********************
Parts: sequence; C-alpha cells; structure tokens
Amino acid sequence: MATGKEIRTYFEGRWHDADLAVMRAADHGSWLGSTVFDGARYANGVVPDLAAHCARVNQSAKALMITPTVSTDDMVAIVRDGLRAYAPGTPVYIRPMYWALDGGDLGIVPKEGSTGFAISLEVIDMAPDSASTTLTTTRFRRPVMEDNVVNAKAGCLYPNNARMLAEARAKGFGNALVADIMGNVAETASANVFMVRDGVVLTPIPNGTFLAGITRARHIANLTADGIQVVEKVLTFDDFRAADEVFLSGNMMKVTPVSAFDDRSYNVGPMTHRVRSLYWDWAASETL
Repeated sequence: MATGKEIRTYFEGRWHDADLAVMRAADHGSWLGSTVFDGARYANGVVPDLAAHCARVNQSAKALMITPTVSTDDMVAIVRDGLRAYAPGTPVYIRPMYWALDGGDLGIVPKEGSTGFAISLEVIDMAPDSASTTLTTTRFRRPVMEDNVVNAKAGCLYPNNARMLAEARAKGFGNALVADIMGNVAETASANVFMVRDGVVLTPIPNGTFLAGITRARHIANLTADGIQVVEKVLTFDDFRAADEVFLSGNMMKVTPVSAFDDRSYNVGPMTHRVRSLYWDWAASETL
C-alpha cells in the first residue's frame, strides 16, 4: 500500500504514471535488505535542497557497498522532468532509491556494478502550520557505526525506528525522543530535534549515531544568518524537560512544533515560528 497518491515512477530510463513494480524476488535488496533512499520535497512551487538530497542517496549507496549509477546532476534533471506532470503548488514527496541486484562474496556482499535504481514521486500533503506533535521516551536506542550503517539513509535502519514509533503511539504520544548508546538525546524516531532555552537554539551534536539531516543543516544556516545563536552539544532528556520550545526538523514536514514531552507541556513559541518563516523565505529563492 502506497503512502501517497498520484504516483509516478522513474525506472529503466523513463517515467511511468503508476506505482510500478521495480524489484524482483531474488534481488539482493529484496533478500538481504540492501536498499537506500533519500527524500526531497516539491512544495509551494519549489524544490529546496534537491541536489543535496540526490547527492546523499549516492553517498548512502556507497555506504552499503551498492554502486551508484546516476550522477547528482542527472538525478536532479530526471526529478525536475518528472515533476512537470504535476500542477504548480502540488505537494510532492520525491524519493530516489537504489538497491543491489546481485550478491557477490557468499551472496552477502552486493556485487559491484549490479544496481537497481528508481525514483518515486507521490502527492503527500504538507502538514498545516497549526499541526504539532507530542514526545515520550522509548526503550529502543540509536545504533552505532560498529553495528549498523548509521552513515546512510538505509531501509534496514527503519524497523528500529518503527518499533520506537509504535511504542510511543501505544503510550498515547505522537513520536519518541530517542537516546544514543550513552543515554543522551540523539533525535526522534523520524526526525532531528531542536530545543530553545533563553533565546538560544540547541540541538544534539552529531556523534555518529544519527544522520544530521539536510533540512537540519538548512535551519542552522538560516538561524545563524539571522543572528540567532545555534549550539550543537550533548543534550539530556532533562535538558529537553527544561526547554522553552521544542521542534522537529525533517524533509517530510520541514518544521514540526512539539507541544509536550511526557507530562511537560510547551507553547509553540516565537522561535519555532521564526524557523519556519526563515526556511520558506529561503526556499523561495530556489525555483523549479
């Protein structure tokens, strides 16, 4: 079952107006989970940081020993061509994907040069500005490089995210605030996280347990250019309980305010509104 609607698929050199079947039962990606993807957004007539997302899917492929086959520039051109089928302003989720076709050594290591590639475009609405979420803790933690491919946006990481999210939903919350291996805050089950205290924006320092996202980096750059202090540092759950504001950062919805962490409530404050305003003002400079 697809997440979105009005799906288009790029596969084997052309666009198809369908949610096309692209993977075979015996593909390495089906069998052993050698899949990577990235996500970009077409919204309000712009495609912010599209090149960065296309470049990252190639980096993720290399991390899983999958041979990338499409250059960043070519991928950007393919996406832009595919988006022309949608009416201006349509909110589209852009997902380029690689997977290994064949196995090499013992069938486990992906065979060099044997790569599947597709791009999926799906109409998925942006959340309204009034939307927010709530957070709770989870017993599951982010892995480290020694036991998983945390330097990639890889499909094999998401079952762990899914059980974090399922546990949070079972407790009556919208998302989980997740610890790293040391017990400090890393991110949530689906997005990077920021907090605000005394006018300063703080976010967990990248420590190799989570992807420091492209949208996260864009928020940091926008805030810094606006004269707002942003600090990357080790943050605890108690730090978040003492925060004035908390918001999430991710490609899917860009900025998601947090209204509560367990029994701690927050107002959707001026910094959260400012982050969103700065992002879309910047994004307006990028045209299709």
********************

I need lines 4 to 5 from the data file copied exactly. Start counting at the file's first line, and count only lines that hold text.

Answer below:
C-alpha cells in the first residue's frame, strides 16, 4: 500500500504514471535488505535542497557497498522532468532509491556494478502550520557505526525506528525522543530535534549515531544568518524537560512544533515560528 497518491515512477530510463513494480524476488535488496533512499520535497512551487538530497542517496549507496549509477546532476534533471506532470503548488514527496541486484562474496556482499535504481514521486500533503506533535521516551536506542550503517539513509535502519514509533503511539504520544548508546538525546524516531532555552537554539551534536539531516543543516544556516545563536552539544532528556520550545526538523514536514514531552507541556513559541518563516523565505529563492 502506497503512502501517497498520484504516483509516478522513474525506472529503466523513463517515467511511468503508476506505482510500478521495480524489484524482483531474488534481488539482493529484496533478500538481504540492501536498499537506500533519500527524500526531497516539491512544495509551494519549489524544490529546496534537491541536489543535496540526490547527492546523499549516492553517498548512502556507497555506504552499503551498492554502486551508484546516476550522477547528482542527472538525478536532479530526471526529478525536475518528472515533476512537470504535476500542477504548480502540488505537494510532492520525491524519493530516489537504489538497491543491489546481485550478491557477490557468499551472496552477502552486493556485487559491484549490479544496481537497481528508481525514483518515486507521490502527492503527500504538507502538514498545516497549526499541526504539532507530542514526545515520550522509548526503550529502543540509536545504533552505532560498529553495528549498523548509521552513515546512510538505509531501509534496514527503519524497523528500529518503527518499533520506537509504535511504542510511543501505544503510550498515547505522537513520536519518541530517542537516546544514543550513552543515554543522551540523539533525535526522534523520524526526525532531528531542536530545543530553545533563553533565546538560544540547541540541538544534539552529531556523534555518529544519527544522520544530521539536510533540512537540519538548512535551519542552522538560516538561524545563524539571522543572528540567532545555534549550539550543537550533548543534550539530556532533562535538558529537553527544561526547554522553552521544542521542534522537529525533517524533509517530510520541514518544521514540526512539539507541544509536550511526557507530562511537560510547551507553547509553540516565537522561535519555532521564526524557523519556519526563515526556511520558506529561503526556499523561495530556489525555483523549479
């Protein structure tokens, strides 16, 4: 079952107006989970940081020993061509994907040069500005490089995210605030996280347990250019309980305010509104 609607698929050199079947039962990606993807957004007539997302899917492929086959520039051109089928302003989720076709050594290591590639475009609405979420803790933690491919946006990481999210939903919350291996805050089950205290924006320092996202980096750059202090540092759950504001950062919805962490409530404050305003003002400079 697809997440979105009005799906288009790029596969084997052309666009198809369908949610096309692209993977075979015996593909390495089906069998052993050698899949990577990235996500970009077409919204309000712009495609912010599209090149960065296309470049990252190639980096993720290399991390899983999958041979990338499409250059960043070519991928950007393919996406832009595919988006022309949608009416201006349509909110589209852009997902380029690689997977290994064949196995090499013992069938486990992906065979060099044997790569599947597709791009999926799906109409998925942006959340309204009034939307927010709530957070709770989870017993599951982010892995480290020694036991998983945390330097990639890889499909094999998401079952762990899914059980974090399922546990949070079972407790009556919208998302989980997740610890790293040391017990400090890393991110949530689906997005990077920021907090605000005394006018300063703080976010967990990248420590190799989570992807420091492209949208996260864009928020940091926008805030810094606006004269707002942003600090990357080790943050605890108690730090978040003492925060004035908390918001999430991710490609899917860009900025998601947090209204509560367990029994701690927050107002959707001026910094959260400012982050969103700065992002879309910047994004307006990028045209299709």